• no apparent defects in aroma and flavour.

The standards do not include any details on how the olives are cultivated, picked, stored, or any other important detail that makes the difference between a good oil and one that is mediocre.

Further, and this was a big surprise to us, the U.S. and Canada are not member countries of the IOOC, so even the above requirements don’t legally apply. The USDA does not define Extra Virgin at all, but instead it’s highest rating of olive oil is “U.S. Grade A” or “U.S. Fancy” which possesses a free acid content of not more than 1.4% and is “free from defects”. Canada is a complete vacuum with no definitions for olive oil. So legally, it is impossible to say what those $8 bottles of Extra Virgin on grocery store shelves are made from or what standards they meet.

What really makes a good olive oil? Of course, the best olive oil for you is the olive oil you personally like the most… after all, taste is subjective. However, there are certain marquee characteristics of quality. Above all, you must be able to taste the fruit. If an olive oil just tastes “oily” and does not display lively fresh fruit characters than it is not of good quality. Further, the real kick (literally) of a good EVOO is what makes it healthy – the pepperyness or bitterness on the finish. The sensation is not unlike what you get from eating ginger or mild chilli. Both the bitterness and pungency in oils come from a group of compounds called polyphenols, which are the same class of compounds that produce red wine colour, bitterness and astringency. From a wine tasters perspective, the bitterness and pungency are unusual attributes as Richard Gawel explains, a well-known olive oil consultant. Yet, bitterness and pungency is the souce of olive oil palate complexity.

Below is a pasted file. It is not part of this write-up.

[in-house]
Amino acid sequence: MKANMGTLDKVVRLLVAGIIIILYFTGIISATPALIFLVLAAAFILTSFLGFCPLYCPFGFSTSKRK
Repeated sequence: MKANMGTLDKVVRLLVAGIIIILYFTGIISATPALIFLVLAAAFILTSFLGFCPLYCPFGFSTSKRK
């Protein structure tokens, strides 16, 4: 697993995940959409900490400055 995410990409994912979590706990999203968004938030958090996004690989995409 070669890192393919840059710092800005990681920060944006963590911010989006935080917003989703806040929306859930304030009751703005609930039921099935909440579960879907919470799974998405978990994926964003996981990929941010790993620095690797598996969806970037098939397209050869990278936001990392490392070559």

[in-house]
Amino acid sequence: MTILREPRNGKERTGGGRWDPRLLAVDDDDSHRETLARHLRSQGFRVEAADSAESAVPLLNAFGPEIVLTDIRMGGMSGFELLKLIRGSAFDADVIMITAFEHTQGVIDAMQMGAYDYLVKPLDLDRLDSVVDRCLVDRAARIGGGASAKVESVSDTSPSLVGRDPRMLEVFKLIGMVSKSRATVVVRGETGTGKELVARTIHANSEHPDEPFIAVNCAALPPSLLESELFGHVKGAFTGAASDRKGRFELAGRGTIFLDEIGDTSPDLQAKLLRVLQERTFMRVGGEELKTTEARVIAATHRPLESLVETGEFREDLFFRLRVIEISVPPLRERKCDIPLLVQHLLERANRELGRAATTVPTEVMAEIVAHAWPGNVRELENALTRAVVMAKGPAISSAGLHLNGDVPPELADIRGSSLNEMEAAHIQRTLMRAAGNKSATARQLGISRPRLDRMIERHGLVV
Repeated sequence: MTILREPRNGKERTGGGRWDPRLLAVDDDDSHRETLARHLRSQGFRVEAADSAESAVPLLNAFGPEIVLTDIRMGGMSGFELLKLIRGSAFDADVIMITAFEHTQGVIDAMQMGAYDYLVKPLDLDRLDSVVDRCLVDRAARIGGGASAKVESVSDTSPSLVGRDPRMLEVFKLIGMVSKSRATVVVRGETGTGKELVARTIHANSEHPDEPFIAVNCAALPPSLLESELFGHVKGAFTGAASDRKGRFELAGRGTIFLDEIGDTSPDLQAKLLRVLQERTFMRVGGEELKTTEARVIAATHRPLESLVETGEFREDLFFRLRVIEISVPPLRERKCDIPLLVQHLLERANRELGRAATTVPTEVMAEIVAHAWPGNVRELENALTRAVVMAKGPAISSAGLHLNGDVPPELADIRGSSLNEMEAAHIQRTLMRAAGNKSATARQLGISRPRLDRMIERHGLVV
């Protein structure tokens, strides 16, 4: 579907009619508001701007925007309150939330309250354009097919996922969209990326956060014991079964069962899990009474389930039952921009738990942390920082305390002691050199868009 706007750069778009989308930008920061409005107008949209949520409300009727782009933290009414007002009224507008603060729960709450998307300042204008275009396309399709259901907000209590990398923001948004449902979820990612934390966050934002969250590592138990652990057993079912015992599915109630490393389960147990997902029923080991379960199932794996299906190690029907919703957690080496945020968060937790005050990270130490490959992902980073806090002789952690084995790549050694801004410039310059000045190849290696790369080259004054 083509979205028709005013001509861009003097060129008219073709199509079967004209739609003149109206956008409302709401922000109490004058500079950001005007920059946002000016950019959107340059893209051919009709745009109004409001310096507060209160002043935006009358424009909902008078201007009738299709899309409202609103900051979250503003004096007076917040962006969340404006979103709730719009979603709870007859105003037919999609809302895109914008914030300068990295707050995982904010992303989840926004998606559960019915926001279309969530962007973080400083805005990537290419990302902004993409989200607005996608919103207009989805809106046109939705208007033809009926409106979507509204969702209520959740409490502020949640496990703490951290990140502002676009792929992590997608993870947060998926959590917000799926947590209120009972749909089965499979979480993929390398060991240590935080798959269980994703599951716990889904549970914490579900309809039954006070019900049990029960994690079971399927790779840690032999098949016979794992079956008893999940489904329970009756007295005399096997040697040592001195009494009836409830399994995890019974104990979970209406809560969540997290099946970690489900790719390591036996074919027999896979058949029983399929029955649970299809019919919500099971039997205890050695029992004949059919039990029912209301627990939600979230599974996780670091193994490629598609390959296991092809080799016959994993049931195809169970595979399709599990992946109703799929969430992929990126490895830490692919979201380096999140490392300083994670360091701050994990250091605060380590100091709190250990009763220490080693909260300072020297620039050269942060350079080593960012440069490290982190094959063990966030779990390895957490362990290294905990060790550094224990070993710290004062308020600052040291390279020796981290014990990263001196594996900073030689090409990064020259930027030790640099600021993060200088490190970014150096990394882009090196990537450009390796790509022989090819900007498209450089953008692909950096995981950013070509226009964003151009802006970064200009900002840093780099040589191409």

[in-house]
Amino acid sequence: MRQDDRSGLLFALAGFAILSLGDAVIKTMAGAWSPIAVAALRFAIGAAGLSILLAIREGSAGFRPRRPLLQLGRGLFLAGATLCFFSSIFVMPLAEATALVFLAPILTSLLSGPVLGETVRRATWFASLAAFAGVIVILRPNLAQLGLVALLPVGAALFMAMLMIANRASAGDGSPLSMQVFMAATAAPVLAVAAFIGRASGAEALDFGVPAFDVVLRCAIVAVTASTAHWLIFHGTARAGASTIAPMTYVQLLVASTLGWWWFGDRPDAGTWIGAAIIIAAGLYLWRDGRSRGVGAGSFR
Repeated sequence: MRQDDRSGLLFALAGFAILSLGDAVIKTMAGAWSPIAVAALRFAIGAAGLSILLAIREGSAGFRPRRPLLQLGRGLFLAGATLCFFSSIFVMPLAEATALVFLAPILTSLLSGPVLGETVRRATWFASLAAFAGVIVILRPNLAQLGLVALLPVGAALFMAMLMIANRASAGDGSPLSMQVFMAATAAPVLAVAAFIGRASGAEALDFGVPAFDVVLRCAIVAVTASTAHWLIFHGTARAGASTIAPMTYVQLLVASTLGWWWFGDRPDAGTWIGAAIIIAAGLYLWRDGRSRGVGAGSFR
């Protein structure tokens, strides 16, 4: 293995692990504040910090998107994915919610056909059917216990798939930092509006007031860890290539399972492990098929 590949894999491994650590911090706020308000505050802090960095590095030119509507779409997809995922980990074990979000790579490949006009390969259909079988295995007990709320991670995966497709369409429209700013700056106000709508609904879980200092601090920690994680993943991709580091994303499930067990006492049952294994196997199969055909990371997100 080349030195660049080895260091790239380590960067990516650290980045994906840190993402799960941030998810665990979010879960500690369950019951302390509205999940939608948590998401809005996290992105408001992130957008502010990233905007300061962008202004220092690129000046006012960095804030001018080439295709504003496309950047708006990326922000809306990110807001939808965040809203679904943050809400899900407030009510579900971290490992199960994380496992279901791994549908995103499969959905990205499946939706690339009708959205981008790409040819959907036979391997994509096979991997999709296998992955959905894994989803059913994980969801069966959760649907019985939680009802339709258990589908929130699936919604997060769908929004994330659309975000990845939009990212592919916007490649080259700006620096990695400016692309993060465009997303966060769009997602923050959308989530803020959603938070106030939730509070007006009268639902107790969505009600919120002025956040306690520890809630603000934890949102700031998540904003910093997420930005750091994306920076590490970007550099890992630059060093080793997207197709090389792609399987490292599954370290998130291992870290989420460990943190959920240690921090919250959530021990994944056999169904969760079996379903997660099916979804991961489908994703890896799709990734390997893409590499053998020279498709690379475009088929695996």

Ample research in the last 30 years has proven that olive oil is a nutrient powerhouse. The polyphenols found in EVOO (and not other edible oils, including lower grades of olive oil) are powerful naturally occurring antioxidants that can reduce your risk of coronary disease. Some types of polyphenols are bitter while other types produce the peppery, or throat catching sensation. The polyphenols also help to protect the oil from getting tired and ultimately rancid; any oxygen molecule that finds its way into the oil will react with any polyphenol it encounters before reacting with the fat molecules. However, as each polyphenol can ‘do its thing’ only once, sacrificing itself in the process, they are naturally used up over time. In fact, even under good storage conditions, around 40-60% of the polyphenols of an EVOO are used up in the first 6 months. This protective role of polyphenols also explains why milder oils (which are low in polyphenols) generally have shorter shelf lives than the more bitter and peppery robust styles (which are rich in polyphenols).